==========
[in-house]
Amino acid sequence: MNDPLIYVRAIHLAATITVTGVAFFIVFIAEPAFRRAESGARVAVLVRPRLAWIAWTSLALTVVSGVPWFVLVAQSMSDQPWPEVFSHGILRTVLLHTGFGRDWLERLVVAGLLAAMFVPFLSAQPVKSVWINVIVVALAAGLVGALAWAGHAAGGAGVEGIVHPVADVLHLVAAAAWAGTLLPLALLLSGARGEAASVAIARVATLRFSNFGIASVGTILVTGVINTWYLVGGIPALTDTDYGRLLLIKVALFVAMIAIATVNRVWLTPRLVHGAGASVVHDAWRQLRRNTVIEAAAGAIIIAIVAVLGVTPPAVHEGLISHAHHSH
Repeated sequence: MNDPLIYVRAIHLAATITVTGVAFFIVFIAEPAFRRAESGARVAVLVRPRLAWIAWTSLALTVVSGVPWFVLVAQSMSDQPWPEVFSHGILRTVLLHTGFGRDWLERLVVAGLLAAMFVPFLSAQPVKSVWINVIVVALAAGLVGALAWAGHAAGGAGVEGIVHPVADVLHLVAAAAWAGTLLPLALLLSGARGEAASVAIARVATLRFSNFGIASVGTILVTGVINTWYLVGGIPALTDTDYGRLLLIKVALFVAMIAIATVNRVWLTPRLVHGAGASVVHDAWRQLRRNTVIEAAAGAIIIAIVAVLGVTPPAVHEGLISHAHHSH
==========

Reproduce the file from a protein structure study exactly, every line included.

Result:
[in-house]
Amino acid sequence: MNDPLIYVRAIHLAATITVTGVAFFIVFIAEPAFRRAESGARVAVLVRPRLAWIAWTSLALTVVSGVPWFVLVAQSMSDQPWPEVFSHGILRTVLLHTGFGRDWLERLVVAGLLAAMFVPFLSAQPVKSVWINVIVVALAAGLVGALAWAGHAAGGAGVEGIVHPVADVLHLVAAAAWAGTLLPLALLLSGARGEAASVAIARVATLRFSNFGIASVGTILVTGVINTWYLVGGIPALTDTDYGRLLLIKVALFVAMIAIATVNRVWLTPRLVHGAGASVVHDAWRQLRRNTVIEAAAGAIIIAIVAVLGVTPPAVHEGLISHAHHSH
Repeated sequence: MNDPLIYVRAIHLAATITVTGVAFFIVFIAEPAFRRAESGARVAVLVRPRLAWIAWTSLALTVVSGVPWFVLVAQSMSDQPWPEVFSHGILRTVLLHTGFGRDWLERLVVAGLLAAMFVPFLSAQPVKSVWINVIVVALAAGLVGALAWAGHAAGGAGVEGIVHPVADVLHLVAAAAWAGTLLPLALLLSGARGEAASVAIARVATLRFSNFGIASVGTILVTGVINTWYLVGGIPALTDTDYGRLLLIKVALFVAMIAIATVNRVWLTPRLVHGAGASVVHDAWRQLRRNTVIEAAAGAIIIAIVAVLGVTPPAVHEGLISHAHHSH